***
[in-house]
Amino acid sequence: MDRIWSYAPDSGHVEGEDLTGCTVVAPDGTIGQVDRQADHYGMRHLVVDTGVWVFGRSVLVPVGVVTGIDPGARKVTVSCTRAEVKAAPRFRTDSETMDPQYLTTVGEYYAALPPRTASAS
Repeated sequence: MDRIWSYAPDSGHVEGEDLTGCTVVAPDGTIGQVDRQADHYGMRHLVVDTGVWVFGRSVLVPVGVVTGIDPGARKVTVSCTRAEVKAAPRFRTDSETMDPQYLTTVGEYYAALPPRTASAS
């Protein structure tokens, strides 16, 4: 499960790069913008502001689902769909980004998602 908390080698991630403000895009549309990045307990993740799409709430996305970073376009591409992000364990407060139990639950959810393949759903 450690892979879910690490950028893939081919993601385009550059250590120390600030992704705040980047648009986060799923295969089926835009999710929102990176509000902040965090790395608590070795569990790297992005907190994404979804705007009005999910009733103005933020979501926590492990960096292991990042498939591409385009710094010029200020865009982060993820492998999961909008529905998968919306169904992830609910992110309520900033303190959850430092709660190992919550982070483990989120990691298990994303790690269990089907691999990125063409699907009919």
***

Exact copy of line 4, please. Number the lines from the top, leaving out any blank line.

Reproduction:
């Protein structure tokens, strides 16, 4: 499960790069913008502001689902769909980004998602 908390080698991630403000895009549309990045307990993740799409709430996305970073376009591409992000364990407060139990639950959810393949759903 450690892979879910690490950028893939081919993601385009550059250590120390600030992704705040980047648009986060799923295969089926835009999710929102990176509000902040965090790395608590070795569990790297992005907190994404979804705007009005999910009733103005933020979501926590492990960096292991990042498939591409385009710094010029200020865009982060993820492998999961909008529905998968919306169904992830609910992110309520900033303190959850430092709660190992919550982070483990989120990691298990994303790690269990089907691999990125063409699907009919």